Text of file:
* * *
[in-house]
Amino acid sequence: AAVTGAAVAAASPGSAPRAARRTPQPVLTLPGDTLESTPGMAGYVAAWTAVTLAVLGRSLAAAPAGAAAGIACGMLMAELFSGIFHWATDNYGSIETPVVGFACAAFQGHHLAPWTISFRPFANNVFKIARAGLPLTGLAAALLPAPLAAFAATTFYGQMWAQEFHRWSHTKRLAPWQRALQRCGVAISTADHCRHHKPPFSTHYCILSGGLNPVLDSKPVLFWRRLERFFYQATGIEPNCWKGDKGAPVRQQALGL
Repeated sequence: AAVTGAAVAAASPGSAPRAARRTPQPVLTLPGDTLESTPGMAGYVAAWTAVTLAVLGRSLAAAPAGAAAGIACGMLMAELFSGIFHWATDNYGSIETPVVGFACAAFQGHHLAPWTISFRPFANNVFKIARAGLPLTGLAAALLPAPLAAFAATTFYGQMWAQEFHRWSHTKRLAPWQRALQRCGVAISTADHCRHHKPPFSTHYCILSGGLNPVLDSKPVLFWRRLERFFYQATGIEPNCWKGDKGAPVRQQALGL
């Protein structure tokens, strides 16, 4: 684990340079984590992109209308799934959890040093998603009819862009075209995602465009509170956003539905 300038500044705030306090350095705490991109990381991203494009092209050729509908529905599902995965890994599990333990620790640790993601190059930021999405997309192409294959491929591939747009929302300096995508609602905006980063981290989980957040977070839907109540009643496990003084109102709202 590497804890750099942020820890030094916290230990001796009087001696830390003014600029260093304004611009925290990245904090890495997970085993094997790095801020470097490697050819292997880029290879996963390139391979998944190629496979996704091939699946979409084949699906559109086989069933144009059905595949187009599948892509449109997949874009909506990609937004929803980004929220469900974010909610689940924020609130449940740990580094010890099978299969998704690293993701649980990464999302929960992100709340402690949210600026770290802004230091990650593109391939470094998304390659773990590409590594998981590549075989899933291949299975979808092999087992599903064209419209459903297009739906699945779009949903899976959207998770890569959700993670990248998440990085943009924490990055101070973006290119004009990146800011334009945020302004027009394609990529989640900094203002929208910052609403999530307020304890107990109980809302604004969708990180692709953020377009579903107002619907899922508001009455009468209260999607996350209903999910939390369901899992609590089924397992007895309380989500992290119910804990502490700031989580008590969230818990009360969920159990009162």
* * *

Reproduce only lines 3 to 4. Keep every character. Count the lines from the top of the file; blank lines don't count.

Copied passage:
Repeated sequence: AAVTGAAVAAASPGSAPRAARRTPQPVLTLPGDTLESTPGMAGYVAAWTAVTLAVLGRSLAAAPAGAAAGIACGMLMAELFSGIFHWATDNYGSIETPVVGFACAAFQGHHLAPWTISFRPFANNVFKIARAGLPLTGLAAALLPAPLAAFAATTFYGQMWAQEFHRWSHTKRLAPWQRALQRCGVAISTADHCRHHKPPFSTHYCILSGGLNPVLDSKPVLFWRRLERFFYQATGIEPNCWKGDKGAPVRQQALGL
């Protein structure tokens, strides 16, 4: 684990340079984590992109209308799934959890040093998603009819862009075209995602465009509170956003539905 300038500044705030306090350095705490991109990381991203494009092209050729509908529905599902995965890994599990333990620790640790993601190059930021999405997309192409294959491929591939747009929302300096995508609602905006980063981290989980957040977070839907109540009643496990003084109102709202 590497804890750099942020820890030094916290230990001796009087001696830390003014600029260093304004611009925290990245904090890495997970085993094997790095801020470097490697050819292997880029290879996963390139391979998944190629496979996704091939699946979409084949699906559109086989069933144009059905595949187009599948892509449109997949874009909506990609937004929803980004929220469900974010909610689940924020609130449940740990580094010890099978299969998704690293993701649980990464999302929960992100709340402690949210600026770290802004230091990650593109391939470094998304390659773990590409590594998981590549075989899933291949299975979808092999087992599903064209419209459903297009739906699945779009949903899976959207998770890569959700993670990248998440990085943009924490990055101070973006290119004009990146800011334009945020302004027009394609990529989640900094203002929208910052609403999530307020304890107990109980809302604004969708990180692709953020377009579903107002619907899922508001009455009468209260999607996350209903999910939390369901899992609590089924397992007895309380989500992290119910804990502490700031989580008590969230818990009360969920159990009162």